About six years ago, Gary Tibbett was in Toronto and happened to hear about Snakes and Lattes, a board game cafe. It also marked his returning interest in board games. “I fell in love with them and started hosting board game groups every week with my friends,” he said.
This April, Tippett opened Donuts and Dragons Board Game Cafe on Stavanger Drive, leaving his previous job at an e-learning company.
“I just decided to take a shot at it and open it up.” On the first day there was a lineup outside the door. Since then, he said the reception has been positive and he’s seen a lot of parents bringing their kids around for game night.
There are almost 300 games stocked in the cafe’s library, with 40 on backorder. By the end of 2017 that number should be up to 800. It costs $2.50 per person to play for an hour and for $6.00 they can stay all day.
There’s also a private room that can be rented for functions like birthday parties. As a cafe, food is also available, like soup and panini sandwiches, as well as beverages. There’s also a baker making gourmet donuts.
Tippett said that one of the most enjoyable aspects of opening up the board game cafe has been introducing a younger generation to board games. For him, board games are about making memories and he can still recall games he played with friends that happened six years ago.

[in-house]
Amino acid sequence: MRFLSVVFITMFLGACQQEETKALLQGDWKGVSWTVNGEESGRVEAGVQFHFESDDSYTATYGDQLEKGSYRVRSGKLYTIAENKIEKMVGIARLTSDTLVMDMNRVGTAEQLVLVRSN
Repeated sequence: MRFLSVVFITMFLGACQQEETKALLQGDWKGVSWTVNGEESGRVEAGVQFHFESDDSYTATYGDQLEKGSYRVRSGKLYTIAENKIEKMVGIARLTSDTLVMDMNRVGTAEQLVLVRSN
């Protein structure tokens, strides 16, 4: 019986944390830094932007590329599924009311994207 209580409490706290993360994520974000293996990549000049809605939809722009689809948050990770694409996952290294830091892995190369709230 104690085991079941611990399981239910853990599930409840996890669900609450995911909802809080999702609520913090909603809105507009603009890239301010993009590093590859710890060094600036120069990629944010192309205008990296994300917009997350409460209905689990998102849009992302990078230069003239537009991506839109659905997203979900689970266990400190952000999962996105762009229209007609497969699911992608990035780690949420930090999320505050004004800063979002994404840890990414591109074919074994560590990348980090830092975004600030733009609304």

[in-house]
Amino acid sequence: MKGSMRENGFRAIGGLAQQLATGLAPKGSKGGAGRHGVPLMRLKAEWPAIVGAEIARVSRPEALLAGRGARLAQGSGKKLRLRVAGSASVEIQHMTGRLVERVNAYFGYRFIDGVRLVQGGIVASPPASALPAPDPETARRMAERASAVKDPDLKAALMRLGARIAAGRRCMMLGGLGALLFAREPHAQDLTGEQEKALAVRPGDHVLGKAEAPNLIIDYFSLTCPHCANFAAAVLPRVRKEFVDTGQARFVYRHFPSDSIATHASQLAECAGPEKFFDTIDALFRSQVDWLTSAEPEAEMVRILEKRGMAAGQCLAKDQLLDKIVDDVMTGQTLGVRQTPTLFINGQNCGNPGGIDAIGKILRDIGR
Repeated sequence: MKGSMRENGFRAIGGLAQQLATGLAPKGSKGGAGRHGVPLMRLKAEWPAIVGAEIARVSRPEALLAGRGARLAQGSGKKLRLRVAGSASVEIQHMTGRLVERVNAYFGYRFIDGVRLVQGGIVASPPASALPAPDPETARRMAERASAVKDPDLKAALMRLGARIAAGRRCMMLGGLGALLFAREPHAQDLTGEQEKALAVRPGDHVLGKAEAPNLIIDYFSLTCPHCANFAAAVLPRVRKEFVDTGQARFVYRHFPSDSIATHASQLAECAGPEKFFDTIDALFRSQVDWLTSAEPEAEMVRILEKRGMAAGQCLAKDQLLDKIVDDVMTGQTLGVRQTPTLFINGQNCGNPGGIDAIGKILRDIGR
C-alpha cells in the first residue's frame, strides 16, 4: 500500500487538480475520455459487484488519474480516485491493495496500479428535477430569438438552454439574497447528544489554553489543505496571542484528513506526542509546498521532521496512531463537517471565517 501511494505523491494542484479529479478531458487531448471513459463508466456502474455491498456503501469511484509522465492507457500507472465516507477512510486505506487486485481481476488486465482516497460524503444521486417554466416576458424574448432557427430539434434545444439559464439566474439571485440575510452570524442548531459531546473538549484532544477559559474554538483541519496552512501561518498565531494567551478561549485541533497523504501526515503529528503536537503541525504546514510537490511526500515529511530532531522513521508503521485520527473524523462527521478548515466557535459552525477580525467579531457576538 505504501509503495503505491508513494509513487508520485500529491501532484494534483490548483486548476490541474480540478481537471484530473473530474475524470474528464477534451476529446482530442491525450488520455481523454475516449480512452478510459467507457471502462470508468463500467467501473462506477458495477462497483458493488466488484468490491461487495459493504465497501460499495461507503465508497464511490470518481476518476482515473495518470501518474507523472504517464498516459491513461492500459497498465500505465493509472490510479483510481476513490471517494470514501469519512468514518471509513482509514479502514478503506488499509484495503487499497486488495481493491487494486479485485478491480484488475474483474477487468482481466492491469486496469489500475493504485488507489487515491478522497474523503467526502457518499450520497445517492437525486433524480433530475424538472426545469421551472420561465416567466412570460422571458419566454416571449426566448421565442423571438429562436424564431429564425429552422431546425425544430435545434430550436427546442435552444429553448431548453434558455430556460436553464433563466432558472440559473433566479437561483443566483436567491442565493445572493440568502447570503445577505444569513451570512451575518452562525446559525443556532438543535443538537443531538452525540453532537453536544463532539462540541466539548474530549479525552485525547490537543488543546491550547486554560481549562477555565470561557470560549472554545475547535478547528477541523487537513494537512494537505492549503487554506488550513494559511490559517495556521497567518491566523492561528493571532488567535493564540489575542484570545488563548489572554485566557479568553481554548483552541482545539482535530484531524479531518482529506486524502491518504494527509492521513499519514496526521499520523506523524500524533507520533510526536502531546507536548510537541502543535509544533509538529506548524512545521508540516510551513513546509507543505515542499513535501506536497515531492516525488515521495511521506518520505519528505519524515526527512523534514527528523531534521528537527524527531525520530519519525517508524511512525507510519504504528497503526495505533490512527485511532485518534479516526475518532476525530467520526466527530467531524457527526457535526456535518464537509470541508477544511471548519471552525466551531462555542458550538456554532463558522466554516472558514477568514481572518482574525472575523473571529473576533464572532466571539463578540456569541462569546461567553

Some of his fondest childhood memories were spent over games like Battleship and “Not putting any of the ships in the board and my brother trying to sink the ship,” he laughed.
While downtown St. John’s already has Mochanopoly, Tippett said “There’s enough of a community here to support two cafes… I’m looking to create a board game community for everyone.”
Donuts and Dragons staff can also recommend new games to customers and the shelves are stocked with what he calls “Gateway Games” that can lead people into playing others. So anyone who likes Cards Against Humanity might enjoy Cyanide and Happiness. It’s about getting people to try something they’ve never heard of before that’s similar enough to games they already love.
Board game cafes have a lot to offer people over staying home and playing on a console. It’s the “Social aspect, big time. Just to get together with your friends and to socialize and to experience game play together and just have a good time,” Tippett explained.
While Donuts and Dragons just opened, Tippet is still making plans. The cafe will eventually have Wednesday D&D nights, with a rotating roster of Dungeon Masters on hand to lead quests. And Tippett, who was diagnosed with multiple sclerosis in 2004, is planning to fundraise with the local MS Society in May to coincide with MS Awareness Month.